Summer 2015. For the past eight months or so I had been working in my dream job in international development, travelling across Asia and Africa visiting agriculture and nutrition projects and learning about innovative approaches. And then one morning I got up and had to rush straight to the loo. Food poisoning, malaria, a bit of hangover from the night before? Or…?
That evening two lines on a pregnancy test proved beyond doubt that I was indeed pregnant. My husband and I were over the moon, as we’d been trying for a couple of years, we were in our mid thirties and the time was definitely right. But… What about my new adventurous life?
I went to see my GP and I got referred to a maternity hospital for more tests, which established that I was healthy and in good shape. So, I decided to continue my life of adventure. I continued working until two weeks before my due date and while pregnant I travelled to Rwanda, where I trekked the jungle to see mountain gorillas, then to Tanzania, Ethiopia, Kenya, Uganda and a bunch of European destinations (a total of 10 countries on 3 continents). In April 2016 I gave birth to a healthy baby girl.
I strongly believe that you can continue living your life of adventure while pregnant, but you need to take certain precautions to make sure you don’t put you or your unborn baby’s health at risk.
First and foremost: pregnancy is not a disease. Obvious? Or maybe not so obvious? Lots of women assume that pregnancy is a serious medical condition that stops them from living their life to the fullest, like a disease does. However, medically, while of course a strain on a women’s body, pregnancy is not a ‘condition’, it is a perfectly natural state for your body. Your body is made for pregnancy, and knows exactly what to do. So if your doctor confirms that you’re carrying a healthy pregnancy, you can do whatever you used to do before, within reason.
1. Talk to your doctor
When you’re pregnant, you will be seeing your midwife or doctor on a regular basis to monitor your health and the development of your baby. If you’re planning a trip or an adventure, talk to your healthcare provider about what’s safe and what’s not. Every woman is different and what may have been safe for me may be too risky for you, or vice versa. When I was considering travelling to Uganda, which is an endemic country for malaria, I talked to my obstetrician who recommended a safe antimalarial as well as referred me to a tropical medicine clinic, where I was given anti-mosquito sprays safe to use in pregnancy and an insecticide-impregnated mosquito net.
2. Listen to your body
The key is to listen to your body. Pregnancy is a time when you reconnect with your body which you may have been taking for granted for years. It will be changing rapidly, and it will be communicating its needs to you. So when you feel tired, rest, when you crave strawberries, eat strawberries. The same goes for adventure. If it feels right, if you feel you can do it, do it. You may not be able to climb the highest summit anymore, but you can still hike. Similarly, if you feel like it’s becoming too much, stop, don’t force it. Pregnancy is not the right time to beat your personal best or start training for a marathon. When I was five months pregnant, my husband and I went to Fuerteventura and Lanzarote in the Canary Islands. We chose that destination over New Zealand, as I knew I could travel, but I didn’t feel up to a 24 hour journey one way. In the Canaries, I swam and hiked volcanic mountains without any problems.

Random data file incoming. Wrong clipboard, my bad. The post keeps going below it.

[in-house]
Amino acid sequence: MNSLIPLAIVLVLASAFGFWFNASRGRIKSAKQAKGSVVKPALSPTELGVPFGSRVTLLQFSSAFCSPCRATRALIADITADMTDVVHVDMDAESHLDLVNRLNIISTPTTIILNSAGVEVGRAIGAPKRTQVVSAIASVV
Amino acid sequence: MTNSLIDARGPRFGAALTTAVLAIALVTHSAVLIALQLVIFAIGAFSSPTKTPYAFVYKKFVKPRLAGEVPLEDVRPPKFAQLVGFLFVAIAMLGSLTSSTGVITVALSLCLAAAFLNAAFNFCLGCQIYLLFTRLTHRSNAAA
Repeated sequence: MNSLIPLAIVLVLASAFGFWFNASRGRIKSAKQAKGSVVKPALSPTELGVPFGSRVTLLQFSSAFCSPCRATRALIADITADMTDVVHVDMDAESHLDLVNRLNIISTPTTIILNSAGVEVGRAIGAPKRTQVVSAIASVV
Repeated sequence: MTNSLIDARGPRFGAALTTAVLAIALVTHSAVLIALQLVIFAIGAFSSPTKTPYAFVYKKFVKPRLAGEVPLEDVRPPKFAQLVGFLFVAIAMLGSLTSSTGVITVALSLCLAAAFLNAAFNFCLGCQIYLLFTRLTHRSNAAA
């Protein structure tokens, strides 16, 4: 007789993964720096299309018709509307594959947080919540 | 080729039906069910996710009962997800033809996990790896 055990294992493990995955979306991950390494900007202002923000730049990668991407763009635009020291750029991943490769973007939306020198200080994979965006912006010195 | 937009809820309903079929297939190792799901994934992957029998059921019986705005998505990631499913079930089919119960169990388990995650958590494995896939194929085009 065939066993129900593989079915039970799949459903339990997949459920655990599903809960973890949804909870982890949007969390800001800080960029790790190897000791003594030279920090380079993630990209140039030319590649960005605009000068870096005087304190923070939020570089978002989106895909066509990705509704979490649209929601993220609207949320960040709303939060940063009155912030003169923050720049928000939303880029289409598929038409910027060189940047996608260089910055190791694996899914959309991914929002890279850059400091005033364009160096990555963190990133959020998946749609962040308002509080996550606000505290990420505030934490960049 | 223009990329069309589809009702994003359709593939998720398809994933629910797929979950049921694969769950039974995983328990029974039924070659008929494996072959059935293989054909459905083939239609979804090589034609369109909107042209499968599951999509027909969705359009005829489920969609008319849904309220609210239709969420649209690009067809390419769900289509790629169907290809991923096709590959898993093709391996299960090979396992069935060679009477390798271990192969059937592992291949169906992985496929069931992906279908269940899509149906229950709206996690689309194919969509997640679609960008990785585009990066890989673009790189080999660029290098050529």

3. Take extra precautions
As a pregnant traveller, you should follow the usual safety precautions. Check out my previous article on staying healthy in exotic destinations. However, you need to take extra care, since what is harmless to a grownup may be detrimental to a developing foetus, especially during the first trimester when the placenta has not fully developed yet. Here are some things to remember:
* Do not eat anything that carries a risk of food poisoning: raw or undercooked meat, raw or runny eggs, blue cheese, seafood that may have been undercooked or stored for too long, street food if you doubt hygiene levels.
* When travelling by plane, wear compression stockings to avoid deep vein thrombosis, drink plenty of fluids and get up every two hours or so.
* Always carry your full file of pregnancy records with you, so that if you need medical attention the doctors attending to you have complete information about your pregnancy.
* Avoid taking any over the counter medication without consulting a doctor first.
All this being said, pregnancy makes you more vulnerable and certain activities should be off limits. These include high impact sports that carry a risk of falls, such as skiing, horse-riding or paragliding (an activity I had to forego, with much regret, in the French Alps). Also, strenuous sports are not recommended, such as heavy running or climbing at high altitudes. When I went to Addis Ababa while four months pregnant, I could definitely feel the effects of altitude at 3000m above sea level: dizziness, headache, sweating. That altitude is often considered the upper safety limit for pregnant women and people with cardiac or respiratory conditions. And, of course, you shouldn’t drink or smoke!
Lastly, most women will enjoy a healthy, relatively problem-free pregnancy but for an odd bout of morning sickness and swollen ankles. But it may be that your pregnancy is not as smooth: you may develop complications, you may be prescribed rest (even bed rest in some cases), or be too tired to get up from the sofa. If that’s your case, don’t beat yourself up! Everyone is different. You may need a break during pregnancy, but you will continue your adventures when you’re a mum! But that’s a whole different topic that I’ll take up in another post.
All images: Wikimedia Commons
This text first appeared on Love Her Wild.